I usually don’t post about the act of blogging itself (I wonder how many middle-aged blogs have a similar post), but the confluence of a couple of things caused me to look at DLTJ with a critical and curious eye. The first was the work by David Pattern in a post by Leslie Carr on the effect of Google users in finding information.. The second was
ANEW CategorizationDavid Pattern to his (“…keeping track of what’s cooking in the biblioblogosphere”) that graphs the cumulation of a blogs post against the “affective norms for English words” (ANEW). (A topic, surprisingly, that does not have an entry on Wikipedia.) ANEW is a list of “just over a thousand words, along with a measure of their ‘pleasure’ and ‘arousal’ values”, and the resulting graph shows a characterization of tendencies to use words used: towards the top are weaker emotions, towards the bottom are stronger ones; to the left are words with negative emotion, to the right are words with positive emotions. It looks like the graph in figure 1.
Each night, HotStuff 2.0 recalculates this and other factors on the blog’s page; for instance,. If I overlay the emotional analysis graph with the template in figure 1, I get this:
The gray circles represent words found in the ANEW list; the larger the circle, the more often I used the word. The smaller green marks are the average emotional content of each blog post; the large red mark is the average of all of the ANEW word choices across all posts in DLTJ.Not surprisingly, I suppose, the emotional word choice of DLTJ is not unlike the (as showing in figure 3). I wonder if this is a reflection of the profession in general: an emotional state that I would characterize as guardedly optimistic. On the other hand, the DLTJ graph seems basically in line with any bias built into the model.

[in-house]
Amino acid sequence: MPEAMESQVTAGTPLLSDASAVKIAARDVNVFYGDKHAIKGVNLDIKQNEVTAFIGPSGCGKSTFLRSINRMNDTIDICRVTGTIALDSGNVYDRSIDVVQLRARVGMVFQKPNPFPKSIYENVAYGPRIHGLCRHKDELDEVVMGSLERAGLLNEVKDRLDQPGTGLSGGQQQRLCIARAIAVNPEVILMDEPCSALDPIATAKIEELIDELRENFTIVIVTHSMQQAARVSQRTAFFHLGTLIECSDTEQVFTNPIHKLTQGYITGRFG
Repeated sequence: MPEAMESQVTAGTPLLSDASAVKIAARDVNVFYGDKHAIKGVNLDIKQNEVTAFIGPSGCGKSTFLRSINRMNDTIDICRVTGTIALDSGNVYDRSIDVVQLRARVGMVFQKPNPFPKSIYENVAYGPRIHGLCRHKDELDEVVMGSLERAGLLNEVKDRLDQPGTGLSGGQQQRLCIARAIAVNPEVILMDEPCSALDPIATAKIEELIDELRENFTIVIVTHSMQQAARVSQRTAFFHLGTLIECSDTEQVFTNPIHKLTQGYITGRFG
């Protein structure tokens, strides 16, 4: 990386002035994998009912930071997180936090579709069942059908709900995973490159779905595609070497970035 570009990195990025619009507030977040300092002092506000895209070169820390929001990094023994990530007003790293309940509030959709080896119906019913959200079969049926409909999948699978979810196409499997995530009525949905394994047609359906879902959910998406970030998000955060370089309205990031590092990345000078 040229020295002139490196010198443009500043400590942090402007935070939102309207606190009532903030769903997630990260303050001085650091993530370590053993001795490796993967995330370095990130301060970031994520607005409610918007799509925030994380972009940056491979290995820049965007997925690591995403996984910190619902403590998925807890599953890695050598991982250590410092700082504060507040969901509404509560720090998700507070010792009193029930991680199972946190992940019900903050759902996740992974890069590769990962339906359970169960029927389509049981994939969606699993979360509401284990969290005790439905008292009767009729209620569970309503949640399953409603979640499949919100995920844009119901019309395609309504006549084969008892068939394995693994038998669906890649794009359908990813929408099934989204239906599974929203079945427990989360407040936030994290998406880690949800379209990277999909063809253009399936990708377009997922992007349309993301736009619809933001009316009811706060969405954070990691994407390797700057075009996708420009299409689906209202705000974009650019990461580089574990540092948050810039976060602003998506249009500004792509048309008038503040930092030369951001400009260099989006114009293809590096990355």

I think this is generally showing that I’m a balanced with a slight leaning towards positive yet neutral-toned blogger. Yeah, that sounds about right; I think I’m that way in real life, too. What more would you expect from the court jester?
References from Google Queries
Leslie Carr notes something that we intuitively (or perhaps even objectively) know — most Google users do not look past the first page of search results. In Carr’s case, he is talking about the impact of Google indexing and search queries on finding rich quantities of information in EPrints repositories. His post, though, made me look at how search engines and their users see the DLTJ content. Using the Google Webmaster Tools, for instance, has a Top search queries report (figure 4) that shows “which search queries most often returned pages from your site, and which of them were clicked.”
In comparing the left side with the right side, I think this report from Google is showing that far more people actually get to DLTJ from the first page of search results (the right side) than where DLTJ actually appeared in common search terms (the left side). What this really points out, though, is a couple of odd-ball posts that — by whatever magic relevancy ranking Google does — are top hits. For instance, a search for why fedora brings back two pages near the top of the search results dating back to the time when OhioLINK was pursuing the Fedora digital repository software (not Fedora the operating system, which is what I expect most people are looking for). Another one is a one-off post in which I took a swipe at U.S. Airways for their poor customer service; that post ranks high in a Google search for U.S. Airways phone numbers — something that they can’t be too happy about. Perhaps the weirdest one is showing up in search results for the phrase “Show me the money” — in a post where I rant a bit about how open source projects should “Show us the code!”
Well, enough of this. We now return you to your irregularly scheduled blog content.(This post was updated on 13-Nov-2012.)